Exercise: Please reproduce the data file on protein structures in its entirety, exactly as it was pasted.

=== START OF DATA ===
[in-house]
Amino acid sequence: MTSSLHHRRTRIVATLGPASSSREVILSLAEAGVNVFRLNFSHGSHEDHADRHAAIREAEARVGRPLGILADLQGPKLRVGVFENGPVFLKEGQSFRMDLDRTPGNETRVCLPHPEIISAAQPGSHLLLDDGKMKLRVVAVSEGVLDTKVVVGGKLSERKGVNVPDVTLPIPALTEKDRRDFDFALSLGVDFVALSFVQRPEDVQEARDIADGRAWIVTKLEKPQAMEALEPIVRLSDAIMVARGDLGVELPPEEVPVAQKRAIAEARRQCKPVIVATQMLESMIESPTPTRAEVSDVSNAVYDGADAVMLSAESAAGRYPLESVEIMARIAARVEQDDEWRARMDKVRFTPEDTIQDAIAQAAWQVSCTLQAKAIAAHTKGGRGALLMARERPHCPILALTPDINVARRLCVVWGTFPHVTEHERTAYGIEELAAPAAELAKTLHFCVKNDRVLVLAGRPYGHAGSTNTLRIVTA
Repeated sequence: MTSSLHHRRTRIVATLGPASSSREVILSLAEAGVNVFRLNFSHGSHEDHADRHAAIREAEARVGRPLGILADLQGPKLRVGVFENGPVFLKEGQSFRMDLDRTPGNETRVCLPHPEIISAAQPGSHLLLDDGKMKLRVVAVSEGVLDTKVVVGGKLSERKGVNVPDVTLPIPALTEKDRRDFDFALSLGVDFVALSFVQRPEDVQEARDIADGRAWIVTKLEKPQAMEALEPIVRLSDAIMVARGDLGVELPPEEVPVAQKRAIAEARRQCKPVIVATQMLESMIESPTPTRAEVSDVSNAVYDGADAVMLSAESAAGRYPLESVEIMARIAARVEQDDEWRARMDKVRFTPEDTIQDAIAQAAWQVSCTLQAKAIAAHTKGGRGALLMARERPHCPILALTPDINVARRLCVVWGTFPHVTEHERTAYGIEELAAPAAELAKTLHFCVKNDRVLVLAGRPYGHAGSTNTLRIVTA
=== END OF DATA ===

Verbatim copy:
[in-house]
Amino acid sequence: MTSSLHHRRTRIVATLGPASSSREVILSLAEAGVNVFRLNFSHGSHEDHADRHAAIREAEARVGRPLGILADLQGPKLRVGVFENGPVFLKEGQSFRMDLDRTPGNETRVCLPHPEIISAAQPGSHLLLDDGKMKLRVVAVSEGVLDTKVVVGGKLSERKGVNVPDVTLPIPALTEKDRRDFDFALSLGVDFVALSFVQRPEDVQEARDIADGRAWIVTKLEKPQAMEALEPIVRLSDAIMVARGDLGVELPPEEVPVAQKRAIAEARRQCKPVIVATQMLESMIESPTPTRAEVSDVSNAVYDGADAVMLSAESAAGRYPLESVEIMARIAARVEQDDEWRARMDKVRFTPEDTIQDAIAQAAWQVSCTLQAKAIAAHTKGGRGALLMARERPHCPILALTPDINVARRLCVVWGTFPHVTEHERTAYGIEELAAPAAELAKTLHFCVKNDRVLVLAGRPYGHAGSTNTLRIVTA
Repeated sequence: MTSSLHHRRTRIVATLGPASSSREVILSLAEAGVNVFRLNFSHGSHEDHADRHAAIREAEARVGRPLGILADLQGPKLRVGVFENGPVFLKEGQSFRMDLDRTPGNETRVCLPHPEIISAAQPGSHLLLDDGKMKLRVVAVSEGVLDTKVVVGGKLSERKGVNVPDVTLPIPALTEKDRRDFDFALSLGVDFVALSFVQRPEDVQEARDIADGRAWIVTKLEKPQAMEALEPIVRLSDAIMVARGDLGVELPPEEVPVAQKRAIAEARRQCKPVIVATQMLESMIESPTPTRAEVSDVSNAVYDGADAVMLSAESAAGRYPLESVEIMARIAARVEQDDEWRARMDKVRFTPEDTIQDAIAQAAWQVSCTLQAKAIAAHTKGGRGALLMARERPHCPILALTPDINVARRLCVVWGTFPHVTEHERTAYGIEELAAPAAELAKTLHFCVKNDRVLVLAGRPYGHAGSTNTLRIVTA